Sun, Aug 12, 2012 - Page 6 News List

Kalashnikovs rule in Ivory Coast arms hub

VIOLENT LEGACY:When elections in 2010 sparked a crisis in the West African nation, many Ivorians picked up weapons to fight for the president and have yet to let them go

AFP, ABIDJAN, Ivory Coast

A member of an arms trafficking and arms rental network on July 24 holds a Kalashnikov assault weapon in Abidjan, Ivory Coast.

Photo: AFP

Keen to hire a Kalashnikov for the day? In a dangerous legacy of years of conflict, the Ivory Coast’s economic capital is now the hub of a thriving trade in automatic weapons for the criminal underworld.

“The ‘Kalash’ rules the streets in Abidjan,” said a police officer who is part of a task force charged with fighting gangland crime.

Criminals bent on a heist can rent an assault rifle for US$37.

In one working-class district, a dealer who calls himself Commander Tasman, or “fire” in the Malinke language, runs a veritable clandestine armory out back of his store. The beefy trader in dark glasses proudly showed off a “Kalash” and announced his rates.

If 20,000 CFA francs (US$37) is the going rate for renting an assault rifle, an automatic pistol can be had for US$30 a day. A Kalashnikov costs between US$282 and US$368 to buy. Tasman said that he can even provide rocket launchers, for 500,000 CFA francs each.

The arms dealer was among those who fought for Ivory Coast President Alassane Ouattara during the crisis that lasted between December 2010 and April last year, which flared up when outgoing president Laurent Gbagbo refused to acknowledge defeat in an election.

This epilogue to a decade of political turmoil and armed confrontation in the West African country ended with 10 days of street warfare in Abidjan that claimed about 3,000 lives.

It also led to an unprecedented proliferation of weapons of all kinds, in violation of a 2004 arms embargo decreed by the UN.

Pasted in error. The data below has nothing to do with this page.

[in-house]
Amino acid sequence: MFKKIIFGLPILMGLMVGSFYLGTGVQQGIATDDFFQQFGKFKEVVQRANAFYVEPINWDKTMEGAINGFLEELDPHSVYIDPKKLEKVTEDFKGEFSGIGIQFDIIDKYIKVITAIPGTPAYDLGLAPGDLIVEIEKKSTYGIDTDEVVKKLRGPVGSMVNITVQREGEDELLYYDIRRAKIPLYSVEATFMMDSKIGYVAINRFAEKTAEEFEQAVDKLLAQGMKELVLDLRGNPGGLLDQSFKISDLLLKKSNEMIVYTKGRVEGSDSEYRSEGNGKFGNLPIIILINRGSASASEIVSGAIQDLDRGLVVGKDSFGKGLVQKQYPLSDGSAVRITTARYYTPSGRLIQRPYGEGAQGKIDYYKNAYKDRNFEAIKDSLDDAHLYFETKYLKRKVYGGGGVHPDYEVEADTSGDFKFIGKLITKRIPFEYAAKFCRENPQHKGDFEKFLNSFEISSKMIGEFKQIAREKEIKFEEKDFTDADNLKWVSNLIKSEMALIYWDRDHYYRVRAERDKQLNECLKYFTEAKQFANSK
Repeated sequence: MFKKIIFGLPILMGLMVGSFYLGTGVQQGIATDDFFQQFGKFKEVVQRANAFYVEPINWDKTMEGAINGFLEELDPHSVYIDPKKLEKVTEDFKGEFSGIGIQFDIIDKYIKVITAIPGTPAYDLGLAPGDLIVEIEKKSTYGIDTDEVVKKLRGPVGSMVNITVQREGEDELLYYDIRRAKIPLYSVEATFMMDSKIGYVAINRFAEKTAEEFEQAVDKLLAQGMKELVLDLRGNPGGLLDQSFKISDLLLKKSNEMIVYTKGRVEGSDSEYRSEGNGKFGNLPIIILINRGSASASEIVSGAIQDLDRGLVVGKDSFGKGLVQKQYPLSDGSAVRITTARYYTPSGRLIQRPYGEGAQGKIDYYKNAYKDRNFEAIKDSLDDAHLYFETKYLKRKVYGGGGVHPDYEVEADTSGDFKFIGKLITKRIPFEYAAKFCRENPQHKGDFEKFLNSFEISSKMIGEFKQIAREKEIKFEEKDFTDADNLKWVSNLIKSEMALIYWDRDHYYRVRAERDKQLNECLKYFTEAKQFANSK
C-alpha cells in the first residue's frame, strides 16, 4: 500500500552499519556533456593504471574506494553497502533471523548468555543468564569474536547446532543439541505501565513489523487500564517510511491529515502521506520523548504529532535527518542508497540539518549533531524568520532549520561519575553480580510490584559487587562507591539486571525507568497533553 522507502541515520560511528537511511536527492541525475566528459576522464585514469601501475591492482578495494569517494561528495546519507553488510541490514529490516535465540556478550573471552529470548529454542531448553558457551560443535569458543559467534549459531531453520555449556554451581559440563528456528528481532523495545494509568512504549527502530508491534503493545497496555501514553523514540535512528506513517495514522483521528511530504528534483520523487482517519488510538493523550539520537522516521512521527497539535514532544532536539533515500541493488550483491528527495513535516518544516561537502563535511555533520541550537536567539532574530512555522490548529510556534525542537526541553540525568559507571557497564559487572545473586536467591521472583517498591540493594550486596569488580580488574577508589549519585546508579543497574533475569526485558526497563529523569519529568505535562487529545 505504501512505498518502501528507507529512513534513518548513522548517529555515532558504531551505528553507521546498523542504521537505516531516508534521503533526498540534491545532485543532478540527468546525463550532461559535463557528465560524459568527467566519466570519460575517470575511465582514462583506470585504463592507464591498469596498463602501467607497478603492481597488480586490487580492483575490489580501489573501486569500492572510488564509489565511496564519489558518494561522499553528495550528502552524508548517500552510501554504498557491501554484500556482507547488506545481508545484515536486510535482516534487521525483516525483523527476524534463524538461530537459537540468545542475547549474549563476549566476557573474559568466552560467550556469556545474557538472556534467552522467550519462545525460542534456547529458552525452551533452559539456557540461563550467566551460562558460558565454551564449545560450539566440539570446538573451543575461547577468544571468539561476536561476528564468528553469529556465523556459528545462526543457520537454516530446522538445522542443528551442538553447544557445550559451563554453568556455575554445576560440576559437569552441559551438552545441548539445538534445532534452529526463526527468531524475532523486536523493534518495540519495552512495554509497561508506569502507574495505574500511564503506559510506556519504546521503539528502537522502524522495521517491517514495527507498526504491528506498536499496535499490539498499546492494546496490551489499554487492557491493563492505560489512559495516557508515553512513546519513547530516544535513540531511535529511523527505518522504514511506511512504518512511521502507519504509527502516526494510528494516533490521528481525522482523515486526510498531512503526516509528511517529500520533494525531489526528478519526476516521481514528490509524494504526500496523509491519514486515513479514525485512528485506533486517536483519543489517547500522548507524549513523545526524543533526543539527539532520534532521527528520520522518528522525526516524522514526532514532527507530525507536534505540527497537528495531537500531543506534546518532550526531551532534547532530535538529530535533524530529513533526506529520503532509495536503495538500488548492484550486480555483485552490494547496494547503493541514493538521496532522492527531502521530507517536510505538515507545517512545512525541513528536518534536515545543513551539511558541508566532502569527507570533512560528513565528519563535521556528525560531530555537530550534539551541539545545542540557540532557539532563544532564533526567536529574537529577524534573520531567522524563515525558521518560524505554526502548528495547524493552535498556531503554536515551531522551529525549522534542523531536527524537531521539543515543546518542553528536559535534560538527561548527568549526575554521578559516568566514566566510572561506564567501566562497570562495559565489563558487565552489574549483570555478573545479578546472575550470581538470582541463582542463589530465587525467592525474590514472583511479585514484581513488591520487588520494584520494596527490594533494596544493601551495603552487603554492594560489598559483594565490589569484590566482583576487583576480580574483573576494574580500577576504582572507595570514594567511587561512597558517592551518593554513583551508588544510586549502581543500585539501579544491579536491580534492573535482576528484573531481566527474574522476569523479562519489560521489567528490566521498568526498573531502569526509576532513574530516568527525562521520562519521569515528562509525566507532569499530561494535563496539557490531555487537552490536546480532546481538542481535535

Tens of thousands of guns are believed still to be in circulation, in the absence of any official figures.

While Abidjan is a much safer place than it was during the crisis, the number of weapons at large worries the authorities but is seen as a boon by gangs of highwaymen, who are particularly active in the north of the country.

Three raids by unidentified gunmen on a police station, an army post and a military base in Abidjan on Sunday last week and on Monday left at least 11 soldiers dead and as many wounded.

A national commission set up in 2009 to fight the proliferation of light and small caliber weapons, COMNAT, has tried to have former fighters voluntarily hand in their guns, with the backing of the UN Operation in Ivory Coast (ONUCI).

“The country doesn’t need this any more, we are emerging from the crisis. What everybody should work for now is the rebuilding of the country,” General Desire Adjoussou said last month at a ceremony to destroy collected weapons in Abidjan.

However, barely more than 2,000 weapons had been collected up until then and stored by ONUCI.

“We took up arms during the battle of Abidjan, but very few people turned them in,” said “Jagger,” a former pro-Gbagbo militiaman turned butcher.

“My weapon is a souvenir,” he said from behind his stall.

Another former militiaman, who has become a security guard in an upmarket district, decided to bury the Kalashnikovs he and his companions used in the fighting in a patch of wasteland. He was reluctant to turn them in for fear of being identified and punished by the army.

Adama, who fought for Ouattara, argued that the state of the country has become too uncertain to get rid of his “machine.”

“People talk more and more of a possible comeback by Gbagbo and [the crisis] could start again,” he said.

A hearing to confirm the charges of crimes against humanity hanging over the ousted president, currently detained by the International Criminal Court in the Hague, was set to begin tomorrow, but has been postponed pending a medical evaluation.

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